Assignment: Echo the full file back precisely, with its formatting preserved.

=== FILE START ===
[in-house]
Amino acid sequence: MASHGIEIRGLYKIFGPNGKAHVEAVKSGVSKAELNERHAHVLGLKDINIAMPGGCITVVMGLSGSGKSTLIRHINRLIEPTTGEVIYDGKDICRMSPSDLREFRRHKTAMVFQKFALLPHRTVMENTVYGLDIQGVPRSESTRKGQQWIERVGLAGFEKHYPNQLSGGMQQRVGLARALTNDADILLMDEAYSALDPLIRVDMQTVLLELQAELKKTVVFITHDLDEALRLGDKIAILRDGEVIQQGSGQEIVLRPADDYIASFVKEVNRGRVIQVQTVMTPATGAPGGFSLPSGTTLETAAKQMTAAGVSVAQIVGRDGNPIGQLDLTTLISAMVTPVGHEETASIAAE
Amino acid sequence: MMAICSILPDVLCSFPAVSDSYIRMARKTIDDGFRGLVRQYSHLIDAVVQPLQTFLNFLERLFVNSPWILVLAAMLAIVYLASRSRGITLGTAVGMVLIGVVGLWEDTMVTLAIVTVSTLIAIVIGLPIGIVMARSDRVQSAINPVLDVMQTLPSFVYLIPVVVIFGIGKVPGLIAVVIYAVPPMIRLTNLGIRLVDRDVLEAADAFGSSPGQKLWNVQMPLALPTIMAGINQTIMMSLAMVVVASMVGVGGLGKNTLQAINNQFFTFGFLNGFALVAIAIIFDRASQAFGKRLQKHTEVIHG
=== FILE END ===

[in-house]
Amino acid sequence: MASHGIEIRGLYKIFGPNGKAHVEAVKSGVSKAELNERHAHVLGLKDINIAMPGGCITVVMGLSGSGKSTLIRHINRLIEPTTGEVIYDGKDICRMSPSDLREFRRHKTAMVFQKFALLPHRTVMENTVYGLDIQGVPRSESTRKGQQWIERVGLAGFEKHYPNQLSGGMQQRVGLARALTNDADILLMDEAYSALDPLIRVDMQTVLLELQAELKKTVVFITHDLDEALRLGDKIAILRDGEVIQQGSGQEIVLRPADDYIASFVKEVNRGRVIQVQTVMTPATGAPGGFSLPSGTTLETAAKQMTAAGVSVAQIVGRDGNPIGQLDLTTLISAMVTPVGHEETASIAAE
Amino acid sequence: MMAICSILPDVLCSFPAVSDSYIRMARKTIDDGFRGLVRQYSHLIDAVVQPLQTFLNFLERLFVNSPWILVLAAMLAIVYLASRSRGITLGTAVGMVLIGVVGLWEDTMVTLAIVTVSTLIAIVIGLPIGIVMARSDRVQSAINPVLDVMQTLPSFVYLIPVVVIFGIGKVPGLIAVVIYAVPPMIRLTNLGIRLVDRDVLEAADAFGSSPGQKLWNVQMPLALPTIMAGINQTIMMSLAMVVVASMVGVGGLGKNTLQAINNQFFTFGFLNGFALVAIAIIFDRASQAFGKRLQKHTEVIHG